Newspaper article The Florida Times Union

Social Security Test of Earnings on Ropes

Newspaper article The Florida Times Union

Social Security Test of Earnings on Ropes

Article excerpt

WASHINGTON -- When Bonnie Bachman turned 65 and became eligible to collect Social Security benefits, she faced a dilemma:

She wanted to keep her job as public relations coordinator for the Cheyenne, Wyo., Best Western Hitching Post Inn. The salary meant Bachman, recently widowed, could maintain something close to her old standard of living and pad savings for when she's no longer able to work. But it also meant forfeiting her long-anticipated Social Security check.

The choice was frustrating, but not difficult.

"If I weren't working, it would be a real hardship," said Bachman, now 69.

Lawmakers perennially call for the elimination of the penalty -- known as the earnings test -- that forces the youngest among senior citizens to choose between Social Security benefits and income from work.

But this year, support from President Clinton and the coming government surpluses are improving the chances the earnings test might be wiped off the books.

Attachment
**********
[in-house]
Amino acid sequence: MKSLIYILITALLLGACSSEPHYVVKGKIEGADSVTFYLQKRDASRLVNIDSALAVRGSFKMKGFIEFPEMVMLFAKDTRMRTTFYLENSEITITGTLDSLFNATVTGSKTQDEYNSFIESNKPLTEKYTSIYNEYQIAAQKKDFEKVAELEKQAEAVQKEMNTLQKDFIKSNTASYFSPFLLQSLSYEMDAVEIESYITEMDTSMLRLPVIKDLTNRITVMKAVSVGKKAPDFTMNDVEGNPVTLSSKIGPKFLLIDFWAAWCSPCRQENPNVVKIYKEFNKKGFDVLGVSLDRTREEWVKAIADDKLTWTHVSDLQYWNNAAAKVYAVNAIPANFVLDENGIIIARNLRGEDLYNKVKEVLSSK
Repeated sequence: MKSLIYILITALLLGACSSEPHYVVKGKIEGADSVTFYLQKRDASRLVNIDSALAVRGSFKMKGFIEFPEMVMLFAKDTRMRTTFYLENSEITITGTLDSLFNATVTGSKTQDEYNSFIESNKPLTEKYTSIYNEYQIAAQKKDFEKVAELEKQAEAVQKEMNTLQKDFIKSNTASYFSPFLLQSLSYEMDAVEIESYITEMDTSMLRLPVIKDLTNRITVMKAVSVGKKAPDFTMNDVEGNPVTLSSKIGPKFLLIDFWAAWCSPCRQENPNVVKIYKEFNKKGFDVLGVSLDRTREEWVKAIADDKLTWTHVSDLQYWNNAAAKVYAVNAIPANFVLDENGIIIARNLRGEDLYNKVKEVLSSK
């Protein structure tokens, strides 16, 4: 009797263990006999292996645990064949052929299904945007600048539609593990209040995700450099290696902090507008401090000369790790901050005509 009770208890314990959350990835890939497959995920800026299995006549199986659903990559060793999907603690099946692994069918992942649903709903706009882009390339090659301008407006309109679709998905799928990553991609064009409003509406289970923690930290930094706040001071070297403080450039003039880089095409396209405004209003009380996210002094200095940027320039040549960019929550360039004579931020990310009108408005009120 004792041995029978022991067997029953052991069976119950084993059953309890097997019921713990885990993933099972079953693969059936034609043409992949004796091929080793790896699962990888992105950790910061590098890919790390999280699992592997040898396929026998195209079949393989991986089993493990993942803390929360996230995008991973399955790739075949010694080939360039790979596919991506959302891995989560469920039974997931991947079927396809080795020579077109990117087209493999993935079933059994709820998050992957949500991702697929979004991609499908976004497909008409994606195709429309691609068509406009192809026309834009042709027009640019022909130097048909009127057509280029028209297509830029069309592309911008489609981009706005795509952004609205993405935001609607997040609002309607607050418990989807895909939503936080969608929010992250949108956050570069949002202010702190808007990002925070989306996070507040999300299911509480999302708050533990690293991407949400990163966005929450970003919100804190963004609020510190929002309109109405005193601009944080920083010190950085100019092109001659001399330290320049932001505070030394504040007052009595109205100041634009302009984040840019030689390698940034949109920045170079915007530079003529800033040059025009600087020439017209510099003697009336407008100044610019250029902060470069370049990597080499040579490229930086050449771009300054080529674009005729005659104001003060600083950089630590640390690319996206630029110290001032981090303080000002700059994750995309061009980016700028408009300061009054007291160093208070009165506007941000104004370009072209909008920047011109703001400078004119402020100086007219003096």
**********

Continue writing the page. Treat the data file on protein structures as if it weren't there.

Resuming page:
House Speaker Dennis Hastert, R-Ill., also has made the issue a priority.

Because people are living and staying healthy longer, "the line between retirement and working is blurring," said Social Security Commissioner Kenneth Apfel.

The earnings test affects 870,000 working Americans between the ages of 65 and 69 who earn more than Social Security allows and therefore get a smaller benefit or none at all.

Without a job, many of these people face the prospect of trying to live on a fixed income near the poverty level.

In reality, Social Security benefits withheld under the earnings test are not lost -- just delayed.

After people do retire fully -- or once they reach age 70, when the penalty no longer applies -- their monthly benefits are adjusted upward to compensate for the losses.

That can create a positive side effect, says former congressional economist Wendell Primus: People who continue working lock in higher Social Security benefits for later, when they or a surviving spouse will need them most. …

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